German Chancellor Angela Merkel has said she does not agree with a statement by the Chairman of the Free Democratic Party of Germany (FDP) Christian Lindner, who has proposed turning a blind eye to the annexation of the Crimea, Deutsche Welle reported.
In an interview with the weekly Frankfurter Allgemeine Sonntagszeitung, which was released on Sunday, September 10, Merkel cited the situation of the division of Germany as an example to reiterate that historical injustice should not be tolerated.
"When I hear, for one, that the annexation of Crimea should be simply accepted, I think - what would have happened, if the German Democratic Republic (GDR) was treated in the same manner, under the slogan that Germany remains divided, that nothing can be changed here?" Merkel said. She called the fact that people were then ready to stand by their principles throughout their lives “courage”. Such courage is a great virtue, said the German Chancellor.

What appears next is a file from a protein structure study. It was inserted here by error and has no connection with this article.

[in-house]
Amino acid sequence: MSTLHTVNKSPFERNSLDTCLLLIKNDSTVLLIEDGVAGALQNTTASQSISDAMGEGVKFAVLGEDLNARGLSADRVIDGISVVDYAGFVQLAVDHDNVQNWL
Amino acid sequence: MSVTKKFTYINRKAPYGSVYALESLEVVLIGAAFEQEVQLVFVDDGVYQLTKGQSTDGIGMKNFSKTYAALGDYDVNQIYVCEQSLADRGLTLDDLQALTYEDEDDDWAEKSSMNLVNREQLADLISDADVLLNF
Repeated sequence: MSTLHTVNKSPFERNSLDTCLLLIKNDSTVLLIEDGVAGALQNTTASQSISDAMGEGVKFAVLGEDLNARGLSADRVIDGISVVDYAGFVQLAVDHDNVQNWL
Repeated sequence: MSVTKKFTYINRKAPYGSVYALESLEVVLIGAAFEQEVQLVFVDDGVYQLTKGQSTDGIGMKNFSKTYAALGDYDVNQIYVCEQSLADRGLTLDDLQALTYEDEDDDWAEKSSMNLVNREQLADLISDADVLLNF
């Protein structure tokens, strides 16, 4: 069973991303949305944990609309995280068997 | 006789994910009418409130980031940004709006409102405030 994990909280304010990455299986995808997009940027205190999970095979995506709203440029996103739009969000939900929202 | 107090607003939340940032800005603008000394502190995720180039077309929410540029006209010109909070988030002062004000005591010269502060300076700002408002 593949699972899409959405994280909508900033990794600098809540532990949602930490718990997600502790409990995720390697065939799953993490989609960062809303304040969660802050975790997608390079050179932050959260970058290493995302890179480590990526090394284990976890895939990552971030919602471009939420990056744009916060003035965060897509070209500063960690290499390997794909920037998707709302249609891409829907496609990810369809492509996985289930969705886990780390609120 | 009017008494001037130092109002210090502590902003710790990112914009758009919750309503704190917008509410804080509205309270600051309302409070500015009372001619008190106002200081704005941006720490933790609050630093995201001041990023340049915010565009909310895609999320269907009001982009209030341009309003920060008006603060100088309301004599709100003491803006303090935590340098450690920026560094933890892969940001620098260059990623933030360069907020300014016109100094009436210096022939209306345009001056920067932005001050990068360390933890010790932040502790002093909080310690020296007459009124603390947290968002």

Earlier, Christian Lindner, in an interview with the newspaper Westdeutsche Allgemeine Zeitung, expressed the opinion that "Germany should accept annexation of the Crimea as 'permanent provisional solution'." In his opinion, the conflict around the peninsula, which was annexed by Russia, should be "dissociated" from the rest of the issues in order to make progress on other tracks. At the same time, he pointed to the need to adjust the course of Berlin in relation to the Russian Federation. "Security and prosperity in Europe depend, in part, on relations with Moscow," he believes.
Furthermore, the FDP leader expressed the opinion that "we have never recognized the annexation of the Baltic States by the Soviet Union, but statesmen like Willy Brandt and Walter Scheel were able to develop an Ostpolitik (Eastern policy) [in the 1970s] which Helmut Kohl and Hans-Dietrich Genscher pursued right up to German unification.”